Sewell said in a letter to the Wall Street Journal that the company had acted in good faith and had only withdrawn from the partnership after the OLPC board tried to stop Intel selling its Classmate PC to developing countries.
"OLPC decided that the Classmate PC was causing OLPC less success and threatened to throw us off its board unless we killed it," he wrote.
"Intel could not and would not withdraw support to the governments and small-computer manufacturers in developing countries who are buying and building the Classmate PC.
"Classmate is also part of a comprehensive approach to teaching, including customised software for teachers and students."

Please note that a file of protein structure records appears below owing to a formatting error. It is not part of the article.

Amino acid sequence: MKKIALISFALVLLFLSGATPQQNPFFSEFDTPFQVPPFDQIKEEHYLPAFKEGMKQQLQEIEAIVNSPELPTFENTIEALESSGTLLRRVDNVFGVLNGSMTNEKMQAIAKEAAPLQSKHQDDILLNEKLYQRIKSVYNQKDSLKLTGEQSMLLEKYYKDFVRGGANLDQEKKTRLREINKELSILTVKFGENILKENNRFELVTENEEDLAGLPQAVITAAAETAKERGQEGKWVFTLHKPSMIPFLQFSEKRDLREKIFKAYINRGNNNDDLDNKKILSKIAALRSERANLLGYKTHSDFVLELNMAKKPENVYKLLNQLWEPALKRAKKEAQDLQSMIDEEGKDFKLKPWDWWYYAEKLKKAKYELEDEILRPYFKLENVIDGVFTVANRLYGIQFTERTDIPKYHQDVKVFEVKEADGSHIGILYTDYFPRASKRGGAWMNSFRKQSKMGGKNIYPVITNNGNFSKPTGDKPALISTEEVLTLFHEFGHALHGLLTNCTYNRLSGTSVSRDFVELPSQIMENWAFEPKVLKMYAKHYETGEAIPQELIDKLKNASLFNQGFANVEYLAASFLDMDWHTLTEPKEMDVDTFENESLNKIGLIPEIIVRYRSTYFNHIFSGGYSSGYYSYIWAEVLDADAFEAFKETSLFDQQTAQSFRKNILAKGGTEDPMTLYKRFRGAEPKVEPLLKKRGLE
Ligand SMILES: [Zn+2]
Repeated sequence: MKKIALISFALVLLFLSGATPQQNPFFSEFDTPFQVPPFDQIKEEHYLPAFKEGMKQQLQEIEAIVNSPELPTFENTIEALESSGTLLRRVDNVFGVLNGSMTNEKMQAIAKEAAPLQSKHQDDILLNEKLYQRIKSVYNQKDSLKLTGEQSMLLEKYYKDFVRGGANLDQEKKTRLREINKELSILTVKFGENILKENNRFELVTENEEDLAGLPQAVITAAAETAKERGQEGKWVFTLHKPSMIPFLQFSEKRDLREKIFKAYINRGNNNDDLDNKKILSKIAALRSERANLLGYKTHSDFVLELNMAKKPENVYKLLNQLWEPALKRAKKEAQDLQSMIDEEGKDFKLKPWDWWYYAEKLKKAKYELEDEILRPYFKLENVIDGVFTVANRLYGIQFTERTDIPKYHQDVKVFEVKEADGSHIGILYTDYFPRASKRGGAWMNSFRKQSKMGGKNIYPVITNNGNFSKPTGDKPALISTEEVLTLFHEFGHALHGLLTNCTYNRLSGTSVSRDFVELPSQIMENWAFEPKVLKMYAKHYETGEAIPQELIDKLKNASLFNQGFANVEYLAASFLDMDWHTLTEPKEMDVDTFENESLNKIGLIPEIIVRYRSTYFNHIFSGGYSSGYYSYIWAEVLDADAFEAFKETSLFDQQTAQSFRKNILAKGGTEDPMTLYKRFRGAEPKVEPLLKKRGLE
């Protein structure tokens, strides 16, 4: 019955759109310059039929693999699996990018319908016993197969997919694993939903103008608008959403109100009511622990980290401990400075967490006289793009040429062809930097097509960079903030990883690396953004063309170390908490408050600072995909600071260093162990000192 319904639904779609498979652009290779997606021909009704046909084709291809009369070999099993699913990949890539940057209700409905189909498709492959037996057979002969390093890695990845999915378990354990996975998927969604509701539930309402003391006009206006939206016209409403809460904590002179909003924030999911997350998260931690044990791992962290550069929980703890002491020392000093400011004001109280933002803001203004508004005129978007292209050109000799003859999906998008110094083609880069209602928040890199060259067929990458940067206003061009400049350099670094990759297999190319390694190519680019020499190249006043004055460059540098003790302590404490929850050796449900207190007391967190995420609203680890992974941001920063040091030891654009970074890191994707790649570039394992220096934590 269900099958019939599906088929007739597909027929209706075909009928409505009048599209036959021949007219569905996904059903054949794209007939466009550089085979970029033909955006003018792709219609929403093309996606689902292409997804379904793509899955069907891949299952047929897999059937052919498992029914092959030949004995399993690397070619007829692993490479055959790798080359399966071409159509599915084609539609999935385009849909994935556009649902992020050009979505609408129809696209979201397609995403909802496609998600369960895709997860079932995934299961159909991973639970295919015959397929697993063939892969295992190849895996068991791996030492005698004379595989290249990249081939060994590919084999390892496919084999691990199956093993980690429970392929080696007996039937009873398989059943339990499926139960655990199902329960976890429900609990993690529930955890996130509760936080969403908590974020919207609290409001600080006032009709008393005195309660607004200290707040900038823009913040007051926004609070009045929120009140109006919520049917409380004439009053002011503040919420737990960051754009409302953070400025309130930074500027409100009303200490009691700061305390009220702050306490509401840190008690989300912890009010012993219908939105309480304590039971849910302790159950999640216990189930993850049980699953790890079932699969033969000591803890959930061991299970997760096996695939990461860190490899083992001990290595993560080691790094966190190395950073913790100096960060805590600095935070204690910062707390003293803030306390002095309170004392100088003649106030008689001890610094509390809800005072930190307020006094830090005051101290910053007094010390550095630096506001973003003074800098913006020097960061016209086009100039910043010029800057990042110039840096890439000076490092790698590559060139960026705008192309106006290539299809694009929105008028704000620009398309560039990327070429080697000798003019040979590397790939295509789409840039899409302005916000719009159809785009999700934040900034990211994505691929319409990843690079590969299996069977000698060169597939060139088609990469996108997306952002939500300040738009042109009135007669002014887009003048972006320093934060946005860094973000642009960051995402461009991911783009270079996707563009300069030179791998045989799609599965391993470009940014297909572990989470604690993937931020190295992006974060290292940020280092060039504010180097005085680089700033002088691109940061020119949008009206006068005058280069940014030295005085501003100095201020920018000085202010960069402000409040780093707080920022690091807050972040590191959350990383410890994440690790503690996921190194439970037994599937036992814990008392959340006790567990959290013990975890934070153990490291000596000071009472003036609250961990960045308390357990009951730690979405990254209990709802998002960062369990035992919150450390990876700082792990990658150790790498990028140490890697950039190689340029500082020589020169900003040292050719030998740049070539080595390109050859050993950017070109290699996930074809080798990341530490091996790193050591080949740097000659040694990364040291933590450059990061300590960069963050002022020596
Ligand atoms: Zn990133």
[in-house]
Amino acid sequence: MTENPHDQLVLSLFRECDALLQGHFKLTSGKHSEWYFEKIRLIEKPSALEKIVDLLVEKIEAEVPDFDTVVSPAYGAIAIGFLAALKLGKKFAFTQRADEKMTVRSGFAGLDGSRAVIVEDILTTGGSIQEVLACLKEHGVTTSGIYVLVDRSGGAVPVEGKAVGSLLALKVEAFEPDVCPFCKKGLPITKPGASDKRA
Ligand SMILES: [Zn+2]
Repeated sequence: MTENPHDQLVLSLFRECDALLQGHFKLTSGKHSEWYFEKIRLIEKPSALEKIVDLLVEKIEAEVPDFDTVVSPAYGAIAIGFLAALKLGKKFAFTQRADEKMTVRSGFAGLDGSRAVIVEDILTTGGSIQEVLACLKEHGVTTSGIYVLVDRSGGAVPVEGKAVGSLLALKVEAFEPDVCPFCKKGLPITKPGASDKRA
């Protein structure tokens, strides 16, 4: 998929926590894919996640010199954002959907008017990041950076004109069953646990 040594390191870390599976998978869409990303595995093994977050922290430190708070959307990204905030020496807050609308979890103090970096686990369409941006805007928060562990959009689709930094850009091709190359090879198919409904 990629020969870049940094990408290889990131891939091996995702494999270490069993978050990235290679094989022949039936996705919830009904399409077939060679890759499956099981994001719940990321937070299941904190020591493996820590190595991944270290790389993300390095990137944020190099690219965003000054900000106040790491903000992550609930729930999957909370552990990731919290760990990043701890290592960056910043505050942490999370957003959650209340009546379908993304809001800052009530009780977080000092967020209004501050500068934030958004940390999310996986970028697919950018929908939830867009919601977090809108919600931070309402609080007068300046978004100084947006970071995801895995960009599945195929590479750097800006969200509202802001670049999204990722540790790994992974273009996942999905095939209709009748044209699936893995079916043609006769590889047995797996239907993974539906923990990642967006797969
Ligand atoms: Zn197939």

Sewell pointed out that Intel had donated US$6 million to the project and was in the process of porting its software over to the XO laptop, something Negroponte has denied, saying that Intel did nothing.
Intel had an agreement with the OLPC board that it could continue to sell the Classmate PC while working with the organisation, Sewell insisted, but after lacklustre sales the board threatened to throw Intel out if it carried on competing.
Intel denies OLPC accusations
By Iain Thomson on Jan 18, 2008 7:12AM